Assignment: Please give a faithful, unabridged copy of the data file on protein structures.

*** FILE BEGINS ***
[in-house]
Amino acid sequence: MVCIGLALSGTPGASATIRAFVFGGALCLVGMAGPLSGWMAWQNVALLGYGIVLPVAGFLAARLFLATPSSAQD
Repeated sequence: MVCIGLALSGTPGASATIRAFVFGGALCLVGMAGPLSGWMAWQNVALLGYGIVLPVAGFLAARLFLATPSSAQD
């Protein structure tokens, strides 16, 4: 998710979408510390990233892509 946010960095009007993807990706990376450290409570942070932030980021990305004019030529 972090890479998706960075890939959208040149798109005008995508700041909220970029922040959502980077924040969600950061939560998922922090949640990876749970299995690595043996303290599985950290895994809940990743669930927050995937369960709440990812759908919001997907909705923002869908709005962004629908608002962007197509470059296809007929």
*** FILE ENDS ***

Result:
[in-house]
Amino acid sequence: MVCIGLALSGTPGASATIRAFVFGGALCLVGMAGPLSGWMAWQNVALLGYGIVLPVAGFLAARLFLATPSSAQD
Repeated sequence: MVCIGLALSGTPGASATIRAFVFGGALCLVGMAGPLSGWMAWQNVALLGYGIVLPVAGFLAARLFLATPSSAQD
């Protein structure tokens, strides 16, 4: 998710979408510390990233892509 946010960095009007993807990706990376450290409570942070932030980021990305004019030529 972090890479998706960075890939959208040149798109005008995508700041909220970029922040959502980077924040969600950061939560998922922090949640990876749970299995690595043996303290599985950290895994809940990743669930927050995937369960709440990812759908919001997907909705923002869908709005962004629908608002962007197509470059296809007929």